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    UNCMAC Guest tag and Visitor Declaration form

  • jsa-2.jpg

    Joint Security Area - facing North Korea's Panmon Hall

  • soldier.jpg

    tae won do stance of soldier on JSA North Korean side

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    inside the JSA blue building

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    bridge of no return

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    dora observatory

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    photo ops outside the entrance of the third infiltration tunnel

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    third infiltration tunnel

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    dorasan sign

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    Dorasan station

Korea Trip, Day 14: DMZ and JSA Tour

Despite the worldwide media coverage of North Korean’s threats at the time, it didn’t stop me from booking the DMZ & JSA tour (aka Demilitarized Zone or Joint Security Area). I was excited and nervous at the same time to do this tour which was so popular on the day it filled up two busloads of foreigners and off-duty US troops on the day.

The weather was miserable, but that did not deter the tourists who came pouring in by the busload. I had any early start, up around 5 in the morning to catch a train to the meeting point – Camp Kim USO, part of the of U.S. Army base and presence in South Korea.

My passport was required to do this tour and compliance to their dress code, which meant no ripped jeans, short pants, mini-skirts and t-shirts with offensive messages. If you’re from countries like the US, UK, Canada and Australia booking was easy. Certain countries like China, Vietnam and fellow citizens of South Korea weren’t allowed to do the JSA tour.

I couldn’t see much of the highway that led to North Korea because of the weather which reduce much visibility. The first stop was the briefing that took place at Camp Bonifas. Here you signed a visitor’s declaration to waiver your life away, or more specifically, any liabilities to them like compensation in case of injury or death caused by enemy action. It was a catch 22, but if you wanted to do the JSA tour, you had to sign it.

The JSA was the highlight of the whole trip. We were led inside Freedom House where we were specifically told what we could and couldn’t take photos of, that no sudden gestures and eye contact were to be made in the presence of the soldiers. As it was raining, they made an exception and allowed us to take our umbrellas, but we were informed the umbrellas were to remain open at all times.

We got to see North Korean soldiers taking photos and looking back at us as we did the same. All the protocols made it a bit nerve-wracking and you could feel a quiet tension in the air.

The South Korean soldiers on patrol are not your typical soldiers, they are highly trained in forms of martial arts in case of incidents occurring when sharing the patrol of the area with North Korean soldiers (which there have been in the past).

The Joint Security Area is a 400m x 800m area, located in Panmunjom where the Armistice Agreement was signed. Now it is a place where the South and North Koreans talks happen. While in the building I found myself briefly in North Korea where the border started halfway through the conference table.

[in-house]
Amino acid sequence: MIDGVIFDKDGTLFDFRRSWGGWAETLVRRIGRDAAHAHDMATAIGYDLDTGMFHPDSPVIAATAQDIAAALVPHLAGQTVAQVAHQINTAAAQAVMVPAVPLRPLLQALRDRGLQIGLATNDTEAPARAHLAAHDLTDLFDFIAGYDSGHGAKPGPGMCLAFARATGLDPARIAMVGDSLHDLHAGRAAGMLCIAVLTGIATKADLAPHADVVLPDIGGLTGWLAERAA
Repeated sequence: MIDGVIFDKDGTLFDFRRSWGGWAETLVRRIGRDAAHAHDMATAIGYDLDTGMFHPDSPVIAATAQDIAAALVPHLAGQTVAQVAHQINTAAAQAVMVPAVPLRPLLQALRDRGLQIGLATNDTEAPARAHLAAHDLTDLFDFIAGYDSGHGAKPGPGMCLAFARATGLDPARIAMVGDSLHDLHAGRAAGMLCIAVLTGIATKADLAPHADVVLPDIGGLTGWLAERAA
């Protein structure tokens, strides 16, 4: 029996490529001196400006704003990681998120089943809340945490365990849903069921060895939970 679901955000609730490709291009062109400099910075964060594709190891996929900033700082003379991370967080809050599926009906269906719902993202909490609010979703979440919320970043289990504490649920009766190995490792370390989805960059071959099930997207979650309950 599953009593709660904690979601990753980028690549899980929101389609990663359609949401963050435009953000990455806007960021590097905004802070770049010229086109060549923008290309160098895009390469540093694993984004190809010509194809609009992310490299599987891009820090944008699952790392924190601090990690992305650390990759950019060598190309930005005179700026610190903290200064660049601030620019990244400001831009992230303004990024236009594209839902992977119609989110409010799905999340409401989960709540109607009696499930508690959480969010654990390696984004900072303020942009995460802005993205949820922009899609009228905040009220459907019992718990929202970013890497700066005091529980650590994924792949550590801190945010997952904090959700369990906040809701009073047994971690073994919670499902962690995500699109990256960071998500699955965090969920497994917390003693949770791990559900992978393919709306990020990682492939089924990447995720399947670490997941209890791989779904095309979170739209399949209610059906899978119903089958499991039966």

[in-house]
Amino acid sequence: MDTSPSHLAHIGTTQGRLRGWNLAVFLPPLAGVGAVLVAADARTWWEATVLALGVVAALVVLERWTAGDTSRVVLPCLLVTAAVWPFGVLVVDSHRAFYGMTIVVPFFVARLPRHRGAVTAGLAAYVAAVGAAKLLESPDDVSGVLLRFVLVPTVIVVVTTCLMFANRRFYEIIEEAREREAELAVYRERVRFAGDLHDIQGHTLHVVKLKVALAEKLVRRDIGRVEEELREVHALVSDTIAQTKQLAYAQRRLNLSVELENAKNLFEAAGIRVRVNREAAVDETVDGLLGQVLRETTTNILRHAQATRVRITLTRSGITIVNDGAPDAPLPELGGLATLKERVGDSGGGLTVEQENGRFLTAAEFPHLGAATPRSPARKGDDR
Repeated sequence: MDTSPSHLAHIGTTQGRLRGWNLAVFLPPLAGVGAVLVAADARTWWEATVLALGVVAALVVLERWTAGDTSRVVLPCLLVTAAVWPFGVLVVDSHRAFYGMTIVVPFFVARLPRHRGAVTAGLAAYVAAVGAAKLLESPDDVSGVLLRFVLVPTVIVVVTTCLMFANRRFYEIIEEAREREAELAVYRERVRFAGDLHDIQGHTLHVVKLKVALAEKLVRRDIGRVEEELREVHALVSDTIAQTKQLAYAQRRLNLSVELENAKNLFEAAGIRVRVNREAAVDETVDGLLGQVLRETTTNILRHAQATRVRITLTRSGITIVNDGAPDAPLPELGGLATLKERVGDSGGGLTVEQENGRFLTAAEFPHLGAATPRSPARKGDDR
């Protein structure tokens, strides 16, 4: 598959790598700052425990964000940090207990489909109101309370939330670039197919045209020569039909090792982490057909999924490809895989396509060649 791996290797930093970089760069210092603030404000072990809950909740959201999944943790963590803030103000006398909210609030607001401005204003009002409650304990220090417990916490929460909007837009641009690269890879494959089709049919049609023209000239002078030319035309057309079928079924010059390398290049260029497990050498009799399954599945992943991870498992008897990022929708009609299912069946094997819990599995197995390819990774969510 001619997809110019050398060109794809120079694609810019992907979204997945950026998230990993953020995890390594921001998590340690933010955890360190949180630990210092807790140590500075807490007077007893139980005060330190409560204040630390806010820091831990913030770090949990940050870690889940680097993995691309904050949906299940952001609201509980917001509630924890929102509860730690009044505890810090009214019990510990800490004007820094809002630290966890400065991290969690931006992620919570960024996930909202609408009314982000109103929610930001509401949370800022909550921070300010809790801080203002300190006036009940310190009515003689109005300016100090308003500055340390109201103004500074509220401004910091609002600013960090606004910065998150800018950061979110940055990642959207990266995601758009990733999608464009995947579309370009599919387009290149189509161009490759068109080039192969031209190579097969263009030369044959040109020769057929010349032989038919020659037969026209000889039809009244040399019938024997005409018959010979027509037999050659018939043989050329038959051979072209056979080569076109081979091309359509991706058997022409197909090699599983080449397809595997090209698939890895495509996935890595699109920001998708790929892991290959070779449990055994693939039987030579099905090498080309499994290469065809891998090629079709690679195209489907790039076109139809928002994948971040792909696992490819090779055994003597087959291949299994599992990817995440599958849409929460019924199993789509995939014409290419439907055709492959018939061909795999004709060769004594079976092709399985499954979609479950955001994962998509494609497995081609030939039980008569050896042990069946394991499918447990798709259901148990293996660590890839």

When the most potentially dangerous part of the tour was over it was a big sigh of a relief. I felt I could relax and enjoy the rest of the tour which included visiting check point 3, the point of ax murder where two US soldiers were killed over a tree trimming incident and the bridge of no return where soldiers were bought to decide which Korea they wanted to live in. I really wanted to see the Propaganda city of North Korea, but the weather was not on my side that day.

The Dora Observatory would of also been much better on a clear day. There was a brief history lesson as we arrived inside the DMZ theater and Museum. From all the bad, there was at least something good that came out it all, like the flourishing natural environment in the DMZ buffer zone which has remained mostly underdeveloped since the armistice was signed in 1953.

There was none of the famous North Korean Taedonggang beer available to purchase in the souvenir shop, but I did end up buying some North Korean pear brandy and wild grape wine as gifts.

The other highlight of the day was walking in the 3rd Infiltration tunnel, one of many tunnels North Koreans have tried to dig towards South Korea. We had safety helmets which I needed in some parts of the tunnel, not so good if you a tall person. The climax was reaching the end of the tunnel where the South Koreans sealed it.

We also got to visit Dorasan Station – the last station in South Korea before you reach the first station to North Korea. I really do hope to see the station open and functioning like any other South Korean station in my lifetime someday.

The trip ended with us watching a clip from Psy’s new music video Gentlemen. It was release while I was in Seoul and getting high rotation. There was also a movie made about the JSA, which we didn’t get to finish. Our tour guide pretty much spoil it for anyone wanting to watch the rest by telling us the ending of the movie.

The tour was a bit rush as we covered so much places in a short period of time. It was an interesting way to spend my last full day in Korea, despite being dose up on flu medicine and having grey clouds hang over us the whole day. If anything, the weather added to the sombre reality of a nation divided by war.


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